Hospital plan needs work
Children's Hospital of Philadelphia (CHOP) is one of our crown jewels - a world-class institution with a reputation to match. When such an organization builds on a large scale, it is usually cause for celebration.
The Design Advocacy Group (DAG) is, therefore, dismayed that CHOP's planned Schuylkill Avenue project in southwest Center City has offered an urban vision that is unworthy of the hospital and the thriving city neighborhoods it will shape for the rest of this century.
The 2.16 million-square-foot project, to be built in phases over 18 years, will transform the east bank of the Schuylkill near South Street. When complete, it will contain more space than the Comcast tower, and its impact will reach far beyond the adjoining residential neighborhoods, affecting transportation and traffic patterns, riverfront development, and even the skyline.
Although the project has a cast of reputable consultants, the limited information that they have presented thus far requires candid public critique. Our concerns, many of which are shared by the neighborhood organizations, are as follows:
Arrangement of buildings. The cluster of the high-rise buildings seems to have been arranged to separate southwest Center City from the river. The proposed connection to the Schuylkill Banks park by means of a new bridge over the railroad tracks is itself admirable, but the bridge is not in Phase I of the project, and it is not the whole answer. Many urban-design configurations exist that would improve visual and spatial connections to the river.
Single use. Large projects with just one use - especially large concentrations of office buildings - tend to be dead zones, while the thoughtful combination of retail, residential, research, office, and recreational uses can create lively, 24-hour, full-service environments. CHOP's excuse for not planning for mixed use is that such complex design and development work is "not part of our core mission." But by choosing to rebuild this large part of our city, CHOP has expanded its mission to include city planning and urban design, and it must rise to the occasion. It should empower its well-qualified consultants to create a bold vision worthy of such a project. Successful undertakings of this scale are often the product of partnerships with sophisticated developers who are capable of envisioning and financing vibrant mixed-use communities.
Vision. This facility will house world-class researchers in children's medicine, yet it is now planned to look like an ordinary office complex. The contrast with the recently announced second Comcast Tower, which proposes truly innovative concepts for the work environment in a mixed-use tower, is telling. We are confident that CHOP's project can be as innovative in incubating creativity as the new biotechnology center in Kendall Square, Cambridge, adjacent to the Massachusetts Institute of Technology, or the new Apple, Facebook, and Google projects on the West Coast - all of which are comparable in size, but far exceed the CHOP proposal in vision.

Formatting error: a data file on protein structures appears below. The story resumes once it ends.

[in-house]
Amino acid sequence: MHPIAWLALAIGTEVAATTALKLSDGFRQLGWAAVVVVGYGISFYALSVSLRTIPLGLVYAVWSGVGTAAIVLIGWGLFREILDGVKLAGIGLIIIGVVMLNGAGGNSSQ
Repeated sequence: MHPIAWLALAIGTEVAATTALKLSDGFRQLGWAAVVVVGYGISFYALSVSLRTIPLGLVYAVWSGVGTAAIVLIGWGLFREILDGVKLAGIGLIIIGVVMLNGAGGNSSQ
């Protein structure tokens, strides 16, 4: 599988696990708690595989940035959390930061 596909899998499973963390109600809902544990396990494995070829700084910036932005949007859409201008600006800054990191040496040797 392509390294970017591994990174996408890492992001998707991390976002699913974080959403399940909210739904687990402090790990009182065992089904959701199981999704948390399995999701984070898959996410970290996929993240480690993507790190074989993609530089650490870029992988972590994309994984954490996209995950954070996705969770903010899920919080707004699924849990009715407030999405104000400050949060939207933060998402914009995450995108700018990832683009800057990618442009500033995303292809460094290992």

Coordinated public planning. The remaking of the Schuylkill waterfront - in which CHOP is only the largest of five concurrently advancing projects - has so far escaped the attention of the Planning Commission. Perhaps this is because until recently, the riverbanks seemed to be on their way to a residential future, with the simple extension of existing patterns; or, in the case of CHOP, there may be a natural tendency to defer in all things to a great and good institution that proposes to spend nearly a billion dollars. While our eyes have been focused on imagining the future of Penn's Landing and the Delaware River waterfront, both sides of the Schuylkill are alive with new construction. What is the city's vision for this? Only the Planning Commission can untangle the highly complicated three-dimensional opportunities and challenges presented by this complex terrain - with its multiple grade levels, a river, a highway, two railroads, and several bridges, and which is populated by major institutions, energetic developers, and vigorous community organizations.
Let us be clear: We favor building this project, but it must be made worthy of its site and owner. CHOP should mobilize the talent that it has already assembled (and more that it can attract) to develop a truly visionary design. And the City Planning Commission must be given resources to move swiftly to develop the "big picture" for development into which this large piece will fit. While this will require CHOP to temporarily withdraw its planning and zoning applications, the result can be a bolder, better project that places Children's Hospital and Philadelphia in the vanguard of those who will remake the great cities of the world with science and good design.
George Claflen is an architect and a vice chair of the Design Advocacy Group (DAG). Kiki Bolender is an architect and chair of DAG (www.designadvocacy.org).